Musical Intervals - Scales Vs. Chords
 Oct 10 2013, 10:51 AM Post #1 Theory Instructor Group: GMC Instructor Posts: 888 Joined: 8-January 13 From: Manchester UK Member No.: 17.394 Musical Interval LingoOne of the most common questions I get when it comes to talking about notes and intervals is, “How come a 2nd and 9th are the same thing, and when do I say 9th and when do I say 2nd?”To help answer these questions, here is a short primer on intervals when it comes to scales vs. chords, which should help tackle any issues when it comes to using different names for the same interval in any given key. The short answer is that when you are talking about scales you use the numbers 1 to 8 for each note in the scale, so a C major scale would be 1-2-3-4-5-6-7-8. Then, you use the numbers up to 13 when talking about chords. So, the notes of C major expressed as a chord in numbers are 1-3-5-7-9-11-13. Since scales are built in steps and use step-wise motion, we use ordered numbers, from 1 to 8, to talk about those notes. But, as chords are built in thirds, in that you stack every 2nd note on top of each other to produce the chord, we use stacked numbers from 1 to 13 to talk about the notes of a chord. Here is an example of a C major scale written as both a scale and as a chord, with the corresponding numbers below each note.As you can see, the numbers 1-3-5-7 line up to the same notes in either case. But, 2 and 9, 4 and 11 and 6 and 13 are the same notes but different numbers. This means that if you are talking about the note D in the C major scale you would call it a 2nd, but if you were talking about the note D in a C chord you would call it a 9th, the smaller number is used for the scale the larger number for the chord. So there is the short answer to the question, if you are talking scales use the numbers 1-8, if you are talking chords use the numbers 1-13. If you want to dig into these concepts further, here are some articles for further reading that you can explore in your own study. Theory Quick Start GuideMusical Intervals For GuitaristsMastering Major Scales for GuitarMastering Guitar Chord Theory -------------------- Ask me anything on the theory board. Follow my theory course. Check out my personal site
 Apr 16 2015, 03:35 PM Post #2 Learning Rock Star Group: Members Posts: 104 Joined: 28-November 09 From: Michigan/USA Member No.: 7.939 when you are using the number 1-13 to talk about a chord, why is it only odds? when talking about a scale you use all of the numbers. is it to keep it non chromatic because that would make the chord sound bad?
 Apr 17 2015, 04:01 PM Post #3 GMC Founder & Rocker Group: GMC Instructor Posts: 16.300 Joined: 15-August 05 From: Stockholm, Sweden Member No.: 2 Since chords are built by stacking thirds (=every other note starting from the first) - you won't come accross 2, 4, 6 etcHowever those notes are still contained within chords, because:9=211=413=6etcSo this is mostly a theoretical question, it's not that relevant when actually playing and constructing chords. And it does not relate to what you said about non chromatic. So the exact same notes are used when constructing the major scale, and when constructing chords from the major scale.Let me know if this makes sense? -------------------- Why you are better than you think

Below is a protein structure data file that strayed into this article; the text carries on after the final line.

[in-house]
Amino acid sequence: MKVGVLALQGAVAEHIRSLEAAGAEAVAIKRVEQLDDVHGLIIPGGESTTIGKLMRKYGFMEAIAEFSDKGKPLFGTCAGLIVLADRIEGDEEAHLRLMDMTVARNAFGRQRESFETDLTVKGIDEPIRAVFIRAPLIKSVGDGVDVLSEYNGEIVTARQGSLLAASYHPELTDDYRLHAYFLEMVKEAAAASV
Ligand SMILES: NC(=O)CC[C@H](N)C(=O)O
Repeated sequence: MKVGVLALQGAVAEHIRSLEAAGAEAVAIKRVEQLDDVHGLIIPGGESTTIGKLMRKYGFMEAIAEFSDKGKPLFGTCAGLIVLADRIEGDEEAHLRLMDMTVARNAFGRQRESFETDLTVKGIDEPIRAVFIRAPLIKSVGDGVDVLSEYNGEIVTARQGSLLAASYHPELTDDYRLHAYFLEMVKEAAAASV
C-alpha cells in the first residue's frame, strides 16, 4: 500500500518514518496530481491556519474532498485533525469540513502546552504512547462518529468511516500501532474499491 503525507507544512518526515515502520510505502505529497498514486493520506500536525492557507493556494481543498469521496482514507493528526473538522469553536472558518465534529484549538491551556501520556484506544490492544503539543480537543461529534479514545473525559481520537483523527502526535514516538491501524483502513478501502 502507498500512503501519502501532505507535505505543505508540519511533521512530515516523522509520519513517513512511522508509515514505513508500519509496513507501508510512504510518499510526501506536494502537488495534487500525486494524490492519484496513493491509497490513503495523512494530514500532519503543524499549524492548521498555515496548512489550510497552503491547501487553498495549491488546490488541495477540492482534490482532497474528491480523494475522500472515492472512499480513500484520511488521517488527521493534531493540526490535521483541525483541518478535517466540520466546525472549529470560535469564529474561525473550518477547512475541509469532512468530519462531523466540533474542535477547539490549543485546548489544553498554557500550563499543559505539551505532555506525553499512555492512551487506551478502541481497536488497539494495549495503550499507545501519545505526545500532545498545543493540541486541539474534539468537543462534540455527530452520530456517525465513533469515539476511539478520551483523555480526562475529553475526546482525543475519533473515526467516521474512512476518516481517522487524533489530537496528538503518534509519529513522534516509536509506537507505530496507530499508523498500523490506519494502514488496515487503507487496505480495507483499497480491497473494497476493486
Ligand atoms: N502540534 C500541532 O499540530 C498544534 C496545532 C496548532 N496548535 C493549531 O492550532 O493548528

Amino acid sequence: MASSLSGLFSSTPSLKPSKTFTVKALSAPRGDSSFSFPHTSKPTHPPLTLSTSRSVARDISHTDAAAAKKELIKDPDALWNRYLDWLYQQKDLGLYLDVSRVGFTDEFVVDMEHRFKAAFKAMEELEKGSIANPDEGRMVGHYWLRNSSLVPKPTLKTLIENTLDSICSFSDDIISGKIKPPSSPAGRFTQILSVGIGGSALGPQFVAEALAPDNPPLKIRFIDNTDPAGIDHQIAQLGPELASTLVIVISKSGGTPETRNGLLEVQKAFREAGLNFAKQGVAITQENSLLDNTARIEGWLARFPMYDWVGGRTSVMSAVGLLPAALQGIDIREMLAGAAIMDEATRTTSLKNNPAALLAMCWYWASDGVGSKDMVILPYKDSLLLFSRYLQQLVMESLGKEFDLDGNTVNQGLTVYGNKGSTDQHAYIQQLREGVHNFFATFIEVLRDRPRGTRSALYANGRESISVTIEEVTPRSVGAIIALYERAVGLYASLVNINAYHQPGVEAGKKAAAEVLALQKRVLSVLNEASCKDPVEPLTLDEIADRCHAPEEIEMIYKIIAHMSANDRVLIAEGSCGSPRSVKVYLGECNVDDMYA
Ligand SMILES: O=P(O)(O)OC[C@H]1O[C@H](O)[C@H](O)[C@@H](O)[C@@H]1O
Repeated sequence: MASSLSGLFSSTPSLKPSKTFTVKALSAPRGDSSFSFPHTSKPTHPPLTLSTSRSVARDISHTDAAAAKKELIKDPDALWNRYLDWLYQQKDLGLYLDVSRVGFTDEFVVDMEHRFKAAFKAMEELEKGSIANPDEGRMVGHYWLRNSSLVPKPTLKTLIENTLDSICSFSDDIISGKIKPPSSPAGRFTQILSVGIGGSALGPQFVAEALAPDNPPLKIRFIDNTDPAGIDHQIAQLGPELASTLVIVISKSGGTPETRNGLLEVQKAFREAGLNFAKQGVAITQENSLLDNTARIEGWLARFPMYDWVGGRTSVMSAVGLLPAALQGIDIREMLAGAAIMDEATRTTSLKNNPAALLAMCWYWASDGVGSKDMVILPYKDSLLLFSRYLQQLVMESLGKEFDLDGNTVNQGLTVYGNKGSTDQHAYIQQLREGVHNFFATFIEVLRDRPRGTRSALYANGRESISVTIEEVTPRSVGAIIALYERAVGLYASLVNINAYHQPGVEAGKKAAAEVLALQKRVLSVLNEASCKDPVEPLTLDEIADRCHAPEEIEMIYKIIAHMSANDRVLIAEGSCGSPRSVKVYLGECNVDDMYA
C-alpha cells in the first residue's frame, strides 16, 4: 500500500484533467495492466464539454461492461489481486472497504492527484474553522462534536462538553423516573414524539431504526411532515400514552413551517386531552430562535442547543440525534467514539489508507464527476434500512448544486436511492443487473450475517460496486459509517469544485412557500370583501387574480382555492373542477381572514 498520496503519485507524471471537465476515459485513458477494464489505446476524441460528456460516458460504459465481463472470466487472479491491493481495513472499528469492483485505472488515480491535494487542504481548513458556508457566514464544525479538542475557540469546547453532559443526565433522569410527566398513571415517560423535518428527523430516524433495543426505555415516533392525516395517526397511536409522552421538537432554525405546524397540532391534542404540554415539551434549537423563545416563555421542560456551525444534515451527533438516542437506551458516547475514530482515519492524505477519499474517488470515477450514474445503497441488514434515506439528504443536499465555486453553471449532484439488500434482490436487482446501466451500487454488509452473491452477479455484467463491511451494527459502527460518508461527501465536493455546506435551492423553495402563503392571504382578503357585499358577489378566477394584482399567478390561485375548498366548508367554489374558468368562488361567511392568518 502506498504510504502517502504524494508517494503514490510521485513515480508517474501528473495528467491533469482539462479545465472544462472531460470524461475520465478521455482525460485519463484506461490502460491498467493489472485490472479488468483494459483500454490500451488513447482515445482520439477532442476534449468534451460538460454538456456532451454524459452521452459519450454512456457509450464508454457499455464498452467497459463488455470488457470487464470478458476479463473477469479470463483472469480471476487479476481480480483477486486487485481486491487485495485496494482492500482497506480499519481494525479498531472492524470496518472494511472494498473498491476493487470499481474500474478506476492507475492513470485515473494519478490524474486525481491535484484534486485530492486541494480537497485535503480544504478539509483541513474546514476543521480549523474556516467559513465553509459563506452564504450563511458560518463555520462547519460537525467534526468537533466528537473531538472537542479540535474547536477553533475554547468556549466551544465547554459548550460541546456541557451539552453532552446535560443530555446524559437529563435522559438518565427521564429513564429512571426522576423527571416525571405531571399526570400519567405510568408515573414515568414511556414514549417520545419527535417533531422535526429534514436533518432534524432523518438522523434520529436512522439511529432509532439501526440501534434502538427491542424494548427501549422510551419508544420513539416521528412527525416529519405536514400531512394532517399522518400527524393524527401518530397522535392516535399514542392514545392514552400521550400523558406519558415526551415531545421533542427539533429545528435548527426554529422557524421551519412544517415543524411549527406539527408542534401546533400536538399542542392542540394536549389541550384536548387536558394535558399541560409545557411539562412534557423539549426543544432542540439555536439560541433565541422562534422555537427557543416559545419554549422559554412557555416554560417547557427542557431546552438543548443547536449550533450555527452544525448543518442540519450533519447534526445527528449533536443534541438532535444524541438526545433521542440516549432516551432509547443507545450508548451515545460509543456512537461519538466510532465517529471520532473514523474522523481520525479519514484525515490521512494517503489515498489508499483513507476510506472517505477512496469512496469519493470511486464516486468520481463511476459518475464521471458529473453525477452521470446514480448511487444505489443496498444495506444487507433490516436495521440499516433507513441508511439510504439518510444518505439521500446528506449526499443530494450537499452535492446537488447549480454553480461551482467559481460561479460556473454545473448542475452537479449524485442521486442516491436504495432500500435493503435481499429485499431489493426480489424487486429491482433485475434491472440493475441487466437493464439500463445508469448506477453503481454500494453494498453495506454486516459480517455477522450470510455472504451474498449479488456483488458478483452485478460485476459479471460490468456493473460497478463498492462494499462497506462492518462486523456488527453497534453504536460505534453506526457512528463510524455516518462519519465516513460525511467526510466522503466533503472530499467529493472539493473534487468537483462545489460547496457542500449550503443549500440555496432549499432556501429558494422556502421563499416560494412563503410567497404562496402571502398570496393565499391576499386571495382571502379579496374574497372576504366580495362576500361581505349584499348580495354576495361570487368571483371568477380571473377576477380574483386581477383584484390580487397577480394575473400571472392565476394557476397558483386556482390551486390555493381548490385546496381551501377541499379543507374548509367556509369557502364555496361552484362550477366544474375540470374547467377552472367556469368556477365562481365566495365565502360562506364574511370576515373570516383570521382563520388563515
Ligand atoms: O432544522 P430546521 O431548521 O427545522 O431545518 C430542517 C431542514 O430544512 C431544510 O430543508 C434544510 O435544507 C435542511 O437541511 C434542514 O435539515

Apr 17 2015, 06:32 PM Post #4 GMC:er Group: Members Posts: 3.489 Joined: 30-December 12 From: Los Angeles, CA Member No.: 17.304 +1 to what Kris just mentioned.*If you like you can think of it this way too ...For chords: 1 3 5 (7) make up the fundamental chord (maj, min, dom) and 2 4 6 can be extensions (9th, 11th and 13th).*We generally name/number the extensions above the octave (8) because most of the time (at least theoretically) they are played above the basic chord. Chords within the scale: 1 3 5 is the I major, 2 4 6 is the ii minor, 3 5 7 is the iii minor, 4 6 8 is the IV major, 5 7 9 (or 2) is the V major, etc.Odd > even > odd > even ... This post has been edited by klasaine: Apr 17 2015, 06:47 PM --------------------
 Apr 25 2015, 10:59 PM Post #5 Learning Apprentice Player Group: Members Posts: 6.711 Joined: 5-July 14 From: The Black Country, England Member No.: 19.975 I am discombobulated -------------------- MY CURRENT REVISION FOLDERSEE MY GMC CERTIFICATE“Success is not obtained overnight. It comes in installments; you get a little bit today, a little bit tomorrow until the whole package is given out. The day you procrastinate, you lose that day's success.” Israelmore Ayivor
 Apr 26 2015, 10:20 PM Post #6 GMC Founder & Rocker Group: GMC Instructor Posts: 16.300 Joined: 15-August 05 From: Stockholm, Sweden Member No.: 2 Hehe which part are you having problems with?If everything feels discombobulating to you, this is not the right place to start.You should first understand how chords and scales are constructed, before this topic will be relevant for you. Check out the links in The Professors opening posts to learn more about the basics. -------------------- Why you are better than you think

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